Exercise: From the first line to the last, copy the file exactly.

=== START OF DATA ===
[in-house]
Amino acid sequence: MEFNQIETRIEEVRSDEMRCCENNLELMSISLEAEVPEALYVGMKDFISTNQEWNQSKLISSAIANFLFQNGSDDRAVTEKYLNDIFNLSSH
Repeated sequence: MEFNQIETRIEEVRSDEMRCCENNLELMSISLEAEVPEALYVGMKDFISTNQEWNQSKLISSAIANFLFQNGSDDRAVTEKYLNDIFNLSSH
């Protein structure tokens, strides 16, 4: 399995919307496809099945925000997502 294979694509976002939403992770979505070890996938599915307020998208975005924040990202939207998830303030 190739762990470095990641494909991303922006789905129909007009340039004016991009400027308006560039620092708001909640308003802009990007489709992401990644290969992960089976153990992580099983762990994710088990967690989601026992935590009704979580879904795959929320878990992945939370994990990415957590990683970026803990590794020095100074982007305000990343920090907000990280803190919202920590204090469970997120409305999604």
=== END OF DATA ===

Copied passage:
[in-house]
Amino acid sequence: MEFNQIETRIEEVRSDEMRCCENNLELMSISLEAEVPEALYVGMKDFISTNQEWNQSKLISSAIANFLFQNGSDDRAVTEKYLNDIFNLSSH
Repeated sequence: MEFNQIETRIEEVRSDEMRCCENNLELMSISLEAEVPEALYVGMKDFISTNQEWNQSKLISSAIANFLFQNGSDDRAVTEKYLNDIFNLSSH
């Protein structure tokens, strides 16, 4: 399995919307496809099945925000997502 294979694509976002939403992770979505070890996938599915307020998208975005924040990202939207998830303030 190739762990470095990641494909991303922006789905129909007009340039004016991009400027308006560039620092708001909640308003802009990007489709992401990644290969992960089976153990992580099983762990994710088990967690989601026992935590009704979580879904795959929320878990992945939370994990990415957590990683970026803990590794020095100074982007305000990343920090907000990280803190919202920590204090469970997120409305999604």